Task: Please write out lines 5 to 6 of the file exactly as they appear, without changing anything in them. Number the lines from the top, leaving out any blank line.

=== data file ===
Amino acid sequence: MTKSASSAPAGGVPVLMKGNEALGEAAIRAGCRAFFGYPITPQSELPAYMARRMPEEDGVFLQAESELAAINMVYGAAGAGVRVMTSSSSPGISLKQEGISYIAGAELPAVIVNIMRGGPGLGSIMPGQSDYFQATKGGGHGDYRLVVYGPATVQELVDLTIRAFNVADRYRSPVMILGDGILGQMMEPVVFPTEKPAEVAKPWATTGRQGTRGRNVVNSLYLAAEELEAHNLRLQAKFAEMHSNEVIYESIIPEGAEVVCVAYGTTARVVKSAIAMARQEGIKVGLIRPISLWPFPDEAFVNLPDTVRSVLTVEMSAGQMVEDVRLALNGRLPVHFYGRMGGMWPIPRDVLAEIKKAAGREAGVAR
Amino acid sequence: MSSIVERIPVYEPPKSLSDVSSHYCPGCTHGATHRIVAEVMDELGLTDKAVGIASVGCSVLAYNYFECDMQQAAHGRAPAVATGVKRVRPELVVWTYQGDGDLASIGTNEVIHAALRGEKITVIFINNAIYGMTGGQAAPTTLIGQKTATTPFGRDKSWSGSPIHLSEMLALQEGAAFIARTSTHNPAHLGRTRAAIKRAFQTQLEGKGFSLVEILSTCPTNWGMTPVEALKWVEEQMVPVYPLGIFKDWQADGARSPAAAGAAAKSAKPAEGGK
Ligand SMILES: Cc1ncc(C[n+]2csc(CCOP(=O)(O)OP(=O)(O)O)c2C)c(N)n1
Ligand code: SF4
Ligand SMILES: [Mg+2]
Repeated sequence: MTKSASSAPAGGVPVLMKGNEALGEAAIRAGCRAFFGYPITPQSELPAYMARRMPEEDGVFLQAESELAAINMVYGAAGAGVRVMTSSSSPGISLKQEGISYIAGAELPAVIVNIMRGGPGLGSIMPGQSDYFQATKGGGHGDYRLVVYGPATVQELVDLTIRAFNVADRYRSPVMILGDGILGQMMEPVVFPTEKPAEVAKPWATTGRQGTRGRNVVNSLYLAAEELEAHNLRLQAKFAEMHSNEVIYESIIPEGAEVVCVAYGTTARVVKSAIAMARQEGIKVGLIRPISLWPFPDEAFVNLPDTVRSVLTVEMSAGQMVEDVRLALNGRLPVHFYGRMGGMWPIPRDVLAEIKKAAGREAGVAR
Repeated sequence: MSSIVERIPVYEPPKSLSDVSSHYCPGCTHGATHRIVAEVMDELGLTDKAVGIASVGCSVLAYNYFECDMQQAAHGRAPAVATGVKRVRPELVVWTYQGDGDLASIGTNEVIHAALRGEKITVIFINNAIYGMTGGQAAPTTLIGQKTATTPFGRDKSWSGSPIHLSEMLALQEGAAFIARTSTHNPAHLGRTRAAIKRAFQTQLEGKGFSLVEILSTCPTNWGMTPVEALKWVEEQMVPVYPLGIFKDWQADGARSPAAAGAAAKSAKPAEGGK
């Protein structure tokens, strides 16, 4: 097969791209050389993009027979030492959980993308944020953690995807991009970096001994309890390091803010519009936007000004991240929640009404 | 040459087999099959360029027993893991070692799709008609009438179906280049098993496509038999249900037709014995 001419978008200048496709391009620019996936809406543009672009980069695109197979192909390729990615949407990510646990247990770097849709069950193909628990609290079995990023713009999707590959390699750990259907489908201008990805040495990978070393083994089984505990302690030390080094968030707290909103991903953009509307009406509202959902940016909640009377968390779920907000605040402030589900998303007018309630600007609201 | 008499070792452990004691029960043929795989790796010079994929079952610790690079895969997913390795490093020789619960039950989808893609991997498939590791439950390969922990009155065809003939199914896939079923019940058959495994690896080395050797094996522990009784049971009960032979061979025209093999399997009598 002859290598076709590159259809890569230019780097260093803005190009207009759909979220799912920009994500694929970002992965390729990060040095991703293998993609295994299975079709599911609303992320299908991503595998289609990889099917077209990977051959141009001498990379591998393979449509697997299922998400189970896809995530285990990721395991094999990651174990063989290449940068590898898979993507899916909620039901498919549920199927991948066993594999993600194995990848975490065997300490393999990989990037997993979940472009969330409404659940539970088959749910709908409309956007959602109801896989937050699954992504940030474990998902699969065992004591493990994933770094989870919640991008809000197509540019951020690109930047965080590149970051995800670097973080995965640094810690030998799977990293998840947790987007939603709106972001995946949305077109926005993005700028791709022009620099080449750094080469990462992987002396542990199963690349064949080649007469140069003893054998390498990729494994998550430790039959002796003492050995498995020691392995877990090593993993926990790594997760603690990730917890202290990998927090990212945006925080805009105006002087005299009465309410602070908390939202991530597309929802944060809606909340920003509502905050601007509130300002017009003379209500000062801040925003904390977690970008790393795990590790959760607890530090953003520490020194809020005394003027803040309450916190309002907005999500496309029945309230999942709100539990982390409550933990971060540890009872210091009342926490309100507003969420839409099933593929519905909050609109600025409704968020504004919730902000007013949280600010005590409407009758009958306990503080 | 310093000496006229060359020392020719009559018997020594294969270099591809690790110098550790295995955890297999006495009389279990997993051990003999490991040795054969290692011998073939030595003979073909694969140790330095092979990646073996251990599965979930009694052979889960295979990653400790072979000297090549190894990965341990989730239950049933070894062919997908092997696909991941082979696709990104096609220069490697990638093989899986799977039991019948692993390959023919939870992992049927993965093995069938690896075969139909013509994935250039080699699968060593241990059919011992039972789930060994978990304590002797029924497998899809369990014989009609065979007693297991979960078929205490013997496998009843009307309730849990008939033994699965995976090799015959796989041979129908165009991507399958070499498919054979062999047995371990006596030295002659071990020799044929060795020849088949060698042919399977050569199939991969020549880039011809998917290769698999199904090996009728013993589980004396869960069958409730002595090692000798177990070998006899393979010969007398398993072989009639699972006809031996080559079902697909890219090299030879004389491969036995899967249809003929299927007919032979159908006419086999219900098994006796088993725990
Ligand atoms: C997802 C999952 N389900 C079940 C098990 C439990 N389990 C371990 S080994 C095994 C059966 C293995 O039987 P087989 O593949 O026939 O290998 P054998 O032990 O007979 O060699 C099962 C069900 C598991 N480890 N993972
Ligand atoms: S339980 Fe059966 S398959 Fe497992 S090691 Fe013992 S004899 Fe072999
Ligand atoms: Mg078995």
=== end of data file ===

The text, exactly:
Ligand SMILES: [Mg+2]
Repeated sequence: MTKSASSAPAGGVPVLMKGNEALGEAAIRAGCRAFFGYPITPQSELPAYMARRMPEEDGVFLQAESELAAINMVYGAAGAGVRVMTSSSSPGISLKQEGISYIAGAELPAVIVNIMRGGPGLGSIMPGQSDYFQATKGGGHGDYRLVVYGPATVQELVDLTIRAFNVADRYRSPVMILGDGILGQMMEPVVFPTEKPAEVAKPWATTGRQGTRGRNVVNSLYLAAEELEAHNLRLQAKFAEMHSNEVIYESIIPEGAEVVCVAYGTTARVVKSAIAMARQEGIKVGLIRPISLWPFPDEAFVNLPDTVRSVLTVEMSAGQMVEDVRLALNGRLPVHFYGRMGGMWPIPRDVLAEIKKAAGREAGVAR